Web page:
By Ambrose Evans-Pritchard Economics Last updated: June 5th, 2012
A banking union? Nein
No, Germany has not agreed to a "banking union".
It has not agreed to mutualise the costs of bank bail-outs, knowing
perfectly well that this means 'Eurobonds lite' and the start of a
slippery slope towards debt pooling.
It has not cleared the way for use of the EU rescue machinery (EFSF
and ESM) for direct recapitalisation of banks – which is what Spain
wants to avoid having to bear the contingent liabilities of its
crumbling lenders on sovereign shoulders.
Germany has not moved one inch towards fiscal union of any kind. It
may do so (I make no prediction). It has not done so yet. Europe faces
exactly the same problem it has had since the start of the crisis.
There is no breakthrough on the Spanish banking crisis. Quite why the Madrid and Milan bourses have been rallying is beyond me.
Germany has agreed to explore extra supervisory powers for a European
banking authority, in the "medium-term" once umpteen other conditions
have been fulfilled.
This has no relevance to today's crisis.
Rather too much has been made of calls by Finance Minister Wolfgang Schauble for a "real fiscal union", long-standing rhetoric.
What he means is Fiskalunion, chiefly a punishment and discipline
union. The language was in any case intended to play down the
likelihood: Bevor wir uns über ein gemeinsames Schuldenmanagement unterhalten, brauchen wir eine richtige Fiskalunion.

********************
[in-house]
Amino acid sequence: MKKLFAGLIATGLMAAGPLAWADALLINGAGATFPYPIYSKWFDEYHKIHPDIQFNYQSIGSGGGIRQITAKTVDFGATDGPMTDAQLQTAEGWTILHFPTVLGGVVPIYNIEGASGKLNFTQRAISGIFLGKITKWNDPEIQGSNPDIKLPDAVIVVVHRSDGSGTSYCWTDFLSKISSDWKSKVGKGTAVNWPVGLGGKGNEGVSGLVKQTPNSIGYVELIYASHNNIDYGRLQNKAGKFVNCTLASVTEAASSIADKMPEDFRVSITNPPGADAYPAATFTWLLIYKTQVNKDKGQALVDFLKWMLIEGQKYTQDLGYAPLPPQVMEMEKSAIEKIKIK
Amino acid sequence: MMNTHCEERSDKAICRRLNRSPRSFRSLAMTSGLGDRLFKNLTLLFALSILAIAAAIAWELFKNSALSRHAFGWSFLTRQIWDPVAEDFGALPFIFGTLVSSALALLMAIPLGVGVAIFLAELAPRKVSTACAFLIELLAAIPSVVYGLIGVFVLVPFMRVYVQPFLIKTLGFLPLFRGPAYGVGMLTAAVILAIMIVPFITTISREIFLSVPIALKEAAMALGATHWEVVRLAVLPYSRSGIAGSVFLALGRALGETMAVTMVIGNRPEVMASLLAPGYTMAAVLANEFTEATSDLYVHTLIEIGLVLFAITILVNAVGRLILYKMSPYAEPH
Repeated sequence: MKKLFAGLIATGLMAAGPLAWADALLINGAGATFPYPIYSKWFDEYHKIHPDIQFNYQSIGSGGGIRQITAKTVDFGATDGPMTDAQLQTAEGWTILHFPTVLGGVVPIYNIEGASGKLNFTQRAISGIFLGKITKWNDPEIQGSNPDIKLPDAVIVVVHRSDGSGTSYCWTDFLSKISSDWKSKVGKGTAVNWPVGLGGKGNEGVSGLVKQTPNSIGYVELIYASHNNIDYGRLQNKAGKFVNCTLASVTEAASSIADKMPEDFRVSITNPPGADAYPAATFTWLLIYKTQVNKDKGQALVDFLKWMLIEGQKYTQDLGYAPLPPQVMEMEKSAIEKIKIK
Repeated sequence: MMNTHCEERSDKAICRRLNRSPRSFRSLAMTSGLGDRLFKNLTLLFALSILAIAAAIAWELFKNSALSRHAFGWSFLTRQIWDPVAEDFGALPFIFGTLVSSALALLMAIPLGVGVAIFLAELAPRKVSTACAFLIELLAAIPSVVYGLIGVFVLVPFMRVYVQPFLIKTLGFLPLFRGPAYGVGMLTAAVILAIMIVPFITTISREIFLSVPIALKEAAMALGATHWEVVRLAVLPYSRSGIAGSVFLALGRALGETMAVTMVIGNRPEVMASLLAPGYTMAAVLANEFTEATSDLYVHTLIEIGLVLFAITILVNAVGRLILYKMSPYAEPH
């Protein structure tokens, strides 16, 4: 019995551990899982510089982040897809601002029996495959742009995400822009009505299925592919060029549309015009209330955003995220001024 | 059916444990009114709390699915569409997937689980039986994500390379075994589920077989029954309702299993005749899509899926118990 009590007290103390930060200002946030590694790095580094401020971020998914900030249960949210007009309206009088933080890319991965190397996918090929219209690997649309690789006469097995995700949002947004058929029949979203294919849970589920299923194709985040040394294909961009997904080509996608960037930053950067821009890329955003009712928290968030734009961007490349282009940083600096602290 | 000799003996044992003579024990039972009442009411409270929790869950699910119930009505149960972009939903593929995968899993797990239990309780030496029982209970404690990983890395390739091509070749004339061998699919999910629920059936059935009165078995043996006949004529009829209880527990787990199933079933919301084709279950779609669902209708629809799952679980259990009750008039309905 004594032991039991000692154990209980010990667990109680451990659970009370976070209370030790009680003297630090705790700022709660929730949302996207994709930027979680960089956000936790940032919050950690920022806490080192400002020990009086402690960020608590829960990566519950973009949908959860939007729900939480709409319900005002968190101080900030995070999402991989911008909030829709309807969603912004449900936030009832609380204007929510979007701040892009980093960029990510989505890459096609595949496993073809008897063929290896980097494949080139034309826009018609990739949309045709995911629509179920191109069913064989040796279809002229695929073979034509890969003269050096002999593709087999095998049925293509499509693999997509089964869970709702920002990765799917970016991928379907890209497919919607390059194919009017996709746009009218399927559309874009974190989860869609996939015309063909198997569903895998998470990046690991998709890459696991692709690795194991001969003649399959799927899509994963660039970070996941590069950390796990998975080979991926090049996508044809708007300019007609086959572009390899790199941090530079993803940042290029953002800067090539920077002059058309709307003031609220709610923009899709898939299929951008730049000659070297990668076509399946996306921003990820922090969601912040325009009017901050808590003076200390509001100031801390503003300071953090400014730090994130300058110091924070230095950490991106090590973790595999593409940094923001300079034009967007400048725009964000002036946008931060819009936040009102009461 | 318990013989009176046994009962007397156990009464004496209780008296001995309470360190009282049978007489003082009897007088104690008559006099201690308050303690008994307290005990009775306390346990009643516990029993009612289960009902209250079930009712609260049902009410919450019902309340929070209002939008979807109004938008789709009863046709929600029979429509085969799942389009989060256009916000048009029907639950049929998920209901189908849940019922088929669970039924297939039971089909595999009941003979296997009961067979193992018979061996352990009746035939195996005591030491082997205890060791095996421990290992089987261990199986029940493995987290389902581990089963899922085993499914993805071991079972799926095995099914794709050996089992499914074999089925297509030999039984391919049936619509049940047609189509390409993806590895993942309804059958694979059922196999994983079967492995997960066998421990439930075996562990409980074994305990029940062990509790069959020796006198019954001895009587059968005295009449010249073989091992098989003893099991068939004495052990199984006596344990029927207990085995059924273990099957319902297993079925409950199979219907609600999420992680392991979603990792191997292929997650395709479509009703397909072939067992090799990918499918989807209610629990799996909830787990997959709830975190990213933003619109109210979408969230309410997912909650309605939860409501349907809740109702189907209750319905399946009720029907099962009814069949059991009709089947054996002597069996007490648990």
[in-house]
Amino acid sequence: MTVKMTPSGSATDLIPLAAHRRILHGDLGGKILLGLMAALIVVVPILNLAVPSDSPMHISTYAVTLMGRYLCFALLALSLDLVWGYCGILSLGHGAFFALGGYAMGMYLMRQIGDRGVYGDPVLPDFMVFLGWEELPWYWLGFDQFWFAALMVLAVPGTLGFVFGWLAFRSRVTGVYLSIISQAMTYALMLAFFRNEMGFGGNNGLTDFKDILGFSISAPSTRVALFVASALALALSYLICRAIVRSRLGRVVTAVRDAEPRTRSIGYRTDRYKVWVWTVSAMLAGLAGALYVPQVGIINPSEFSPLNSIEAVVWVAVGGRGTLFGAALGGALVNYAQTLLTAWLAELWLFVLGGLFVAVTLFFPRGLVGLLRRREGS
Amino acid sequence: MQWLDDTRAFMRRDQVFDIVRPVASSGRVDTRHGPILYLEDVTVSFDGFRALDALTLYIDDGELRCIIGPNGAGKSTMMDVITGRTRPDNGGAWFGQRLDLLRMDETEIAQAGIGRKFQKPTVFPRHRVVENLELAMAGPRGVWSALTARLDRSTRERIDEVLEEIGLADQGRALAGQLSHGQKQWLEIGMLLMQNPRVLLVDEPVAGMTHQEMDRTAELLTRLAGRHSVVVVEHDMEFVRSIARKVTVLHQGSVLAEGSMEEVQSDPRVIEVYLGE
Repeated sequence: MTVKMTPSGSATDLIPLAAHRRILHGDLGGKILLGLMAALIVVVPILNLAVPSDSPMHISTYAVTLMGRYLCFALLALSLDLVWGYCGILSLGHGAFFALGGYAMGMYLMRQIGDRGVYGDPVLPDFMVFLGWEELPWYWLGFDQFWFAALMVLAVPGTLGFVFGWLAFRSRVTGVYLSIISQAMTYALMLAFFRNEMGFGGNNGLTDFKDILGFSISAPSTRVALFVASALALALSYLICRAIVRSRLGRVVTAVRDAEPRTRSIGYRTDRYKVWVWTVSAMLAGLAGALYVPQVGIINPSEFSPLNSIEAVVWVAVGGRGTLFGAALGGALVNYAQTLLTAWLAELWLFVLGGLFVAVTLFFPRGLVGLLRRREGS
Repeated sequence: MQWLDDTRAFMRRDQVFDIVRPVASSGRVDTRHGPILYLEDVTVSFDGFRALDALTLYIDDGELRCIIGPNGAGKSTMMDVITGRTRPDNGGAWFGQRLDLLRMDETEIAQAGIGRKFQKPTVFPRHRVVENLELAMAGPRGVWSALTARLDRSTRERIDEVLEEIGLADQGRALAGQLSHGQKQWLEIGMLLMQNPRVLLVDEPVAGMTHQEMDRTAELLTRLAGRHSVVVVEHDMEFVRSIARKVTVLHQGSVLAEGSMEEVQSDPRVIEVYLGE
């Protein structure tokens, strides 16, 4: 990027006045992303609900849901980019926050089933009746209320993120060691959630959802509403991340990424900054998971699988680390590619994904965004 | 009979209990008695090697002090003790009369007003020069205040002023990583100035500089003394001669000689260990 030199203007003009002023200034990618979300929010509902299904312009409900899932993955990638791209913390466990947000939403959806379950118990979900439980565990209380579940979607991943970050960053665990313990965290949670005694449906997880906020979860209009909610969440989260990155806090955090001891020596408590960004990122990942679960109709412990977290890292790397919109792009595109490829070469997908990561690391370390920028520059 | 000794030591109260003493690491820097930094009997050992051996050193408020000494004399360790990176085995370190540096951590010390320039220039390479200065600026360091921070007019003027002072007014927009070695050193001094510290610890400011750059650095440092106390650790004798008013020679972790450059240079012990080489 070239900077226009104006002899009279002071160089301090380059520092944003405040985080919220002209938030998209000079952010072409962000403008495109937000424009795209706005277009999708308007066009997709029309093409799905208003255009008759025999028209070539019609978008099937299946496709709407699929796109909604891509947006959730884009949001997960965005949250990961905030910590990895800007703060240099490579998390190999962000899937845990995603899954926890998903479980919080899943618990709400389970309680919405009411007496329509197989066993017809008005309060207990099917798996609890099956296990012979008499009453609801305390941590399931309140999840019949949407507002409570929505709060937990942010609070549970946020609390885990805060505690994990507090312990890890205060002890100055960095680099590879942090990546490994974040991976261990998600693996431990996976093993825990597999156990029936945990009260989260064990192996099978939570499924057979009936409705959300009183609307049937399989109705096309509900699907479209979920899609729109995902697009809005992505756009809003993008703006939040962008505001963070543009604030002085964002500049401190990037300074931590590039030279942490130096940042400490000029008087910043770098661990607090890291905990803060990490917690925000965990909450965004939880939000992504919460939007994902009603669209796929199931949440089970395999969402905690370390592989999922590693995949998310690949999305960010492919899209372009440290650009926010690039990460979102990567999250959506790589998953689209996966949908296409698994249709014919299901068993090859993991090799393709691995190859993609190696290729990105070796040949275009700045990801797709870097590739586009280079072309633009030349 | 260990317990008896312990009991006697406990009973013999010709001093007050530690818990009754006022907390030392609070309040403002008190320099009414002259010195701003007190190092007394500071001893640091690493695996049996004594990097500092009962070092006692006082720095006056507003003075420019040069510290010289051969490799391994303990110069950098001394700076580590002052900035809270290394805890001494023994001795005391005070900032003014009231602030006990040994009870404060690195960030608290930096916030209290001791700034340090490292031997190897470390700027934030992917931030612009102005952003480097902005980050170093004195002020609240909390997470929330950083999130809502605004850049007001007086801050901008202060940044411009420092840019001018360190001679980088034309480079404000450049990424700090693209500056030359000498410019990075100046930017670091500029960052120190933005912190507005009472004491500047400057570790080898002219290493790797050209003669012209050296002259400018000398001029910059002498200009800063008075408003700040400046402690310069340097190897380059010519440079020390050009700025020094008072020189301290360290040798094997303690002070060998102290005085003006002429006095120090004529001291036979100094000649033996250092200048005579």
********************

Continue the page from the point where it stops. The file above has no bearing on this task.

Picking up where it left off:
Before we can talk about joint debt management, we must have a real fiscal union.
Let me add that a "European Banking Authority" already exists. It was created in November 2010.
It has "binding powers" and can override national vetoes in extremis.
It tasks include: "preventing regulatory arbitrage, strengthening international supervisory co-ordination, and promoting supervisory convergence". It carries out stress tests. It sets capital adequacy rules.
You can find the legal text here.
Article 12 states for example, just to cite one:
The Authority should also be able to temporarily prohibit or restrict certain financial activities that threaten the orderly functioning and integrity of financial markets or the stability of the whole or part of the financial system in the Union in the cases specified and under the conditions laid down in the legislative acts referred to in this Regulation.
Almost everything Angela Merkel is talking about already exists. She has dressed up an old arrangement as if it were new.
The European Commission knows this perfectly well. Everybody is pretending there was a ground-breaking deal this week to maintain appearances. This is the usual EU smoke and mirrors.
Perhaps I am being slow-witted, or the Rioja has finally addled my brain. Can anybody enlighten me what exactly has changed?
|Liveleak on Facebook|